DDoS Defense Archive

Guy Fawkes: famous for a plot to assassinate England’s King James in 1604 and for guarding copious amounts of gunpowder, is remembered every Nov. 5 in Britain with fireworks and bonfires. Researchers say that businesses should brace themselves for a different kind of plot: an influx of distributed denial of service (DDoS) attacks from hacktivist group Anonymous on Wednesday.

“The forecast for the future looks dark, as we expect to see many DDoS attacks during Guy Fawkes Day on November 5, as the Anonymous collective has already announced various activities under the Operation Remember campaign,” said Candid Wueest, threat researcher at Symantec, in a blog. “However, hacktivists protesting for their ideological beliefs are not the only ones using DDoS attacks. We have also seen cases of extortion where targets have been financially blackmailed, as well as some targeted attacks using DDoS as a diversion to distract the local CERT team while the real attack was being carried out.”

DDoS attacks have grown in intensity as well as in number in the last two years, although the duration of an attack is often down to just a few hours. Amplification attacks especially are very popular at the moment as they allow relatively small botnets to take out large targets with amplification factors of up to 500. For such an attack, spoofed traffic is sent to a third-party service, which will reflect the answer to the spoofed target.

“Such attacks are simple to conduct for the attackers, but they can be devastating for the targeted companies,” said Wueest.

From January to August 2014, Symantec has seen a 183% increase in DNS amplification attacks, making it the most popular method seen by Symantec’s Global Intelligence Network. Multiple methods are often used by attackers in order to make mitigation difficult and, to make matters worse, DDoS attack services can be hired for less than $10 on underground forums.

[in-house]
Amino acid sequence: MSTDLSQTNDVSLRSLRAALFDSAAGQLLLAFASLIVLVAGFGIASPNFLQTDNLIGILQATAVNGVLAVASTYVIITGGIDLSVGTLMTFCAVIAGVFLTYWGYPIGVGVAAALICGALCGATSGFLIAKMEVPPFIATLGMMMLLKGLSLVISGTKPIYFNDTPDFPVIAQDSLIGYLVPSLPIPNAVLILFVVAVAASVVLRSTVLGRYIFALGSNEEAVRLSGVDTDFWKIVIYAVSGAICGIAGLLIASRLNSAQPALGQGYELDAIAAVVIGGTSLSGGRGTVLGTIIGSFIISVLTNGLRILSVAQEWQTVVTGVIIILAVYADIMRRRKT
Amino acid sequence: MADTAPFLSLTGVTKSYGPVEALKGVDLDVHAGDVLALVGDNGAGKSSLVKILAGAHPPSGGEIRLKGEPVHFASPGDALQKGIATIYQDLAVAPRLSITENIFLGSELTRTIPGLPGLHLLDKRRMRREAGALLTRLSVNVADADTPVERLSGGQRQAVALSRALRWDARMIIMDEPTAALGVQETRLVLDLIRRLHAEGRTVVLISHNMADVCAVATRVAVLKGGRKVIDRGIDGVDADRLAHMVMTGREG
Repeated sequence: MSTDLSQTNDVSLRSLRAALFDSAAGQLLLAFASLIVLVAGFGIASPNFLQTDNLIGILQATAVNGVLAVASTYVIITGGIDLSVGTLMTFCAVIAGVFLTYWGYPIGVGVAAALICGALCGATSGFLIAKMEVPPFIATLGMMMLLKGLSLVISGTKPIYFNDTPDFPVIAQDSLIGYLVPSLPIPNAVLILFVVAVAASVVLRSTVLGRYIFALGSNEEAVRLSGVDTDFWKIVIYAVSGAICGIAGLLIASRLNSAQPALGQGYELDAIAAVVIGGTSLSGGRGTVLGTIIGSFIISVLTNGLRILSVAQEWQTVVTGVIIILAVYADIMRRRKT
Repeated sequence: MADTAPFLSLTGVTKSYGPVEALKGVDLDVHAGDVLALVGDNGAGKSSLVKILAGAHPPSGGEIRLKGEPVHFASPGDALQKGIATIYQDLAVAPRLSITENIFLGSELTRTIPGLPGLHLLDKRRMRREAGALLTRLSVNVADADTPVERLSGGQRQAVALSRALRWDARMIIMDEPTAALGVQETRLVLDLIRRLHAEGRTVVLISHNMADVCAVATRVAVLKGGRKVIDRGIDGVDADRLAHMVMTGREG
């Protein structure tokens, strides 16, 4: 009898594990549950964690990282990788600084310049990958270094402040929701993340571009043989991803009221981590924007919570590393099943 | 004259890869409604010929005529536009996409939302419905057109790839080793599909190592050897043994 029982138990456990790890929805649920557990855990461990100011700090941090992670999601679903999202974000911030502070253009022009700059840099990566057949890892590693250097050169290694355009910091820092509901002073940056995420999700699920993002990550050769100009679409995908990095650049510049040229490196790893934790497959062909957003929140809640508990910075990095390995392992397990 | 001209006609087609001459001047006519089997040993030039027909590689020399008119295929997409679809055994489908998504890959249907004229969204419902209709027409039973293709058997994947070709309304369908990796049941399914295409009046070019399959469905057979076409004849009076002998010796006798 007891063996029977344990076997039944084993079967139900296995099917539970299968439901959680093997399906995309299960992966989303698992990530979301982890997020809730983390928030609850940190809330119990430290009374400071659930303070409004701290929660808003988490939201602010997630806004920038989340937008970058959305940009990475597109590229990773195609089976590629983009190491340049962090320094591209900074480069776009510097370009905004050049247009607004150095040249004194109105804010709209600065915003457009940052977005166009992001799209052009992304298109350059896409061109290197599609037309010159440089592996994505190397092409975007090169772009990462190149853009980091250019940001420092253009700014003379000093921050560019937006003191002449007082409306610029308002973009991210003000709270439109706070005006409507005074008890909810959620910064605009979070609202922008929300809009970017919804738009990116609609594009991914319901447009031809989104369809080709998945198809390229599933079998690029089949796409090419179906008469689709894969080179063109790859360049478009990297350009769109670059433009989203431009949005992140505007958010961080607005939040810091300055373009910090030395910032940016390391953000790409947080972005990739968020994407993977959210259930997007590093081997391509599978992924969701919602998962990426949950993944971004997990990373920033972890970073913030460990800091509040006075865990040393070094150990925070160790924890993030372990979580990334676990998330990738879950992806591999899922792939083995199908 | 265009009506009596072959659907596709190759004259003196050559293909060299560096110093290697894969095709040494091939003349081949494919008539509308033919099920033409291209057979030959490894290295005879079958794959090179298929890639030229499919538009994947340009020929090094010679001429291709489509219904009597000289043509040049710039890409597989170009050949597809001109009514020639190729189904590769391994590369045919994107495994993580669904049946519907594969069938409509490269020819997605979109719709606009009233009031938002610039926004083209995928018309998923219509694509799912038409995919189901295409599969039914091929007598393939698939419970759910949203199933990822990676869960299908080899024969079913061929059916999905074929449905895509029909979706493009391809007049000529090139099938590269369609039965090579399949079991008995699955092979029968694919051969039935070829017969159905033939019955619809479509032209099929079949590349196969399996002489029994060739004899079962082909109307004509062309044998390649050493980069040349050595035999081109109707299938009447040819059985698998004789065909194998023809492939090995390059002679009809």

“It is the distribution of hosts that attracts attackers — such as the group Anonymous — as it provides multiple advantages; undetectable location, multiple machines and identity anonymity,” said Alex Raistrick, director cybersecurity solutions at Palo Alto Networks. And all of that “which makes DDoS attacks an appealing instrument for destruction on Guy Fawkes Day,” he added.

As far as mitigation, Raistrick noted that some attacks simply exploit vulnerabilities that subsequently crash or severely destabilize the system so that it can’t be accessed or used.

“Segmentation helps to block attacks trying to spread from one area of the network to another,” he said. “Next-generation firewall will also directly contribute to a stronger overall security platform, starting with the endpoint and detecting attacks there as well as detecting when threats are attempting lateral moves within networks.”

He added, “Essentially, make your estate difficult and expensive to breach — and the bad actors will go elsewhere.”

Source: http://www.infosecurity-magazine.com/news/ddos-explosion-imminent-for-guy/

As cyber-criminals innovate and develop new techniques to tackle defensive methods, it has never been more important for information security professionals to have strong, proactive defense and remediation strategies in place. During this webinar, the speakers will share insight on how to address the risks and respond to attacks.

Hear about the evolution of and motivations behind DDoS attacks and the attack vectors exploited

  • Discover how to implement multi-layered DDoS defense
  • Identify best practice detection and classification techniques
  • Discover how to implement resilient DDoS incident response practices

Date: November 12th 2014
Time: 10:00AM EST/15:00 GMT

Click here to register !

As the Director of Sales for DOSarrest Internet Security I have the opportunity to speak with many prospects looking for DDoS protection service for their corporate website.